were also produced. Colt sold fifty of his revolving rifles to the U.S. Government. These weapons were issued to the 2nd U.S. Dragoons for use fighting Seminole Indians in the Florida swamps. The poor combat performance of these rifles resulted in the government opting not to purchase any further Paterson made firearms.

Colt's ring lever rifle

Regardless of the military's experiences, Paterson Colt firearms, particularly the pistols, were soon finding their way onto the western frontier. One of the most well known users of Paterson revolvers was the celebrated scout Kit Carson. Carson wore a brace of the weapons and fought Indians all along the Santa Fe Trail with them. Unfortunately for Colt, civilian sales of the Paterson firearms were not enough to keep the company financially solvent, and in 1842 "Patent Arms Manufacturing Company" went completely out of business.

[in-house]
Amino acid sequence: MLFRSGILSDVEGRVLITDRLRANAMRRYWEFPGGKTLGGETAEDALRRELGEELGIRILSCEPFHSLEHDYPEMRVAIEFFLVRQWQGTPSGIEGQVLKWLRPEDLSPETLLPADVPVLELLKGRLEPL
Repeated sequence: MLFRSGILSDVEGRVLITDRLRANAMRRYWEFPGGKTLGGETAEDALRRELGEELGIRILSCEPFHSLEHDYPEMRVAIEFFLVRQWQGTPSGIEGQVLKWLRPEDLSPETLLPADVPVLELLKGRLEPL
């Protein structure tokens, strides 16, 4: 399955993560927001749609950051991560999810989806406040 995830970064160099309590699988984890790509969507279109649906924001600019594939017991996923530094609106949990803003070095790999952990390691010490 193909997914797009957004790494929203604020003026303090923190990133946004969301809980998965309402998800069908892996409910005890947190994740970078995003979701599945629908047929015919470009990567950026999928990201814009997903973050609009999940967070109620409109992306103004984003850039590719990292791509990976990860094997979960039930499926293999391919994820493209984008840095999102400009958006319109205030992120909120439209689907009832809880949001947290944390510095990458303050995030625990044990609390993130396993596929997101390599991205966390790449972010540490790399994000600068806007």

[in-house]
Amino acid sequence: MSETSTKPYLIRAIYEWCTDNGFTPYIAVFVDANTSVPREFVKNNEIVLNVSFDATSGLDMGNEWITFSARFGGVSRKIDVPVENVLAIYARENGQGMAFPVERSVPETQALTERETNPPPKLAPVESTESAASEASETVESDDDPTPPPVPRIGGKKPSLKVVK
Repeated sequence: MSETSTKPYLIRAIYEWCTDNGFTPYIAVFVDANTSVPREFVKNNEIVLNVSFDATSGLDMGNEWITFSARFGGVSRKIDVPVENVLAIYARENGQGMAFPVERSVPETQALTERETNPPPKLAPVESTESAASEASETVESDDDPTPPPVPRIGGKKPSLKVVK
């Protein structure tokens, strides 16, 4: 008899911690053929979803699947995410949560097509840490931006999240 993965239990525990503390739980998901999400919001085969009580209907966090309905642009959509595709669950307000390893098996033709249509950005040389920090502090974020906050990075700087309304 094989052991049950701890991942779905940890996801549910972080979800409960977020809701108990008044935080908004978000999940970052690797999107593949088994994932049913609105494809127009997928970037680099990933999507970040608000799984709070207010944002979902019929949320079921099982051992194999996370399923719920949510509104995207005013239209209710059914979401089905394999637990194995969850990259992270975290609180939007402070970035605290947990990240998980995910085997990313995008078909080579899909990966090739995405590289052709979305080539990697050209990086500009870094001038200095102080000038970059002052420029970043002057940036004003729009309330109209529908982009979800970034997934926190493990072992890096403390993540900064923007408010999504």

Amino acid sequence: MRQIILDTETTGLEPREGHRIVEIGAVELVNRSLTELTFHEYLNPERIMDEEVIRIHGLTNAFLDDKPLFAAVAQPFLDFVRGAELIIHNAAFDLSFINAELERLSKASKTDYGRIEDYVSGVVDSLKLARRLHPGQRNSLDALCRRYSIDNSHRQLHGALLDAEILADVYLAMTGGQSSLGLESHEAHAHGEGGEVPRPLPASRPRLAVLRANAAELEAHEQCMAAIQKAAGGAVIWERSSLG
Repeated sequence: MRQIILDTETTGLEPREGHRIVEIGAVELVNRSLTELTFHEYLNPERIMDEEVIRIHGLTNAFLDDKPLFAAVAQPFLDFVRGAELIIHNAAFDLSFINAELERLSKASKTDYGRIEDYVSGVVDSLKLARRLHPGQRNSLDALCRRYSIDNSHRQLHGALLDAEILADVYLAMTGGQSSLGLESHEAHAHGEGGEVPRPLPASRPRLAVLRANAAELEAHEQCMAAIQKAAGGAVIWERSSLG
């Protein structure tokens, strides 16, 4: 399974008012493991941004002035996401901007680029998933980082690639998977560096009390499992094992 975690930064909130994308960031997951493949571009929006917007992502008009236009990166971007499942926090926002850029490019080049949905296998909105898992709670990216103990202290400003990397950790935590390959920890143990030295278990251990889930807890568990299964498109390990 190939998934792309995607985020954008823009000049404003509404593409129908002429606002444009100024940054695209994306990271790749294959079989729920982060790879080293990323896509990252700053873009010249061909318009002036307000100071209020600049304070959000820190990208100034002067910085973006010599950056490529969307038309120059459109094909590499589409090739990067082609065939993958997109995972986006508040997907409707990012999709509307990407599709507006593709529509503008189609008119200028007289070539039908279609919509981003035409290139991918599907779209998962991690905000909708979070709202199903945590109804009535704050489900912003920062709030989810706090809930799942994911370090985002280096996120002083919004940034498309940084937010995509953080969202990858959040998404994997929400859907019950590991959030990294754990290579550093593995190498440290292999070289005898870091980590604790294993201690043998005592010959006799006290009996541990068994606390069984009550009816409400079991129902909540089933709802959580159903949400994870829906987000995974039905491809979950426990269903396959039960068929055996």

Prior to going out of business, Patent Arms Manufacturing Co. supplied 180 of their .36 caliber Paterson Colt "No. 5 holster pistols" with 9" barrels to the Republic of Texas Navy. When the Texas Navy was disbanded in 1843 the Paterson Colt pistols were given over to the Texas Rangers, a militia unit assigned to suppress hostile Indians and bandits. Each Ranger was issued two or three of the revolvers.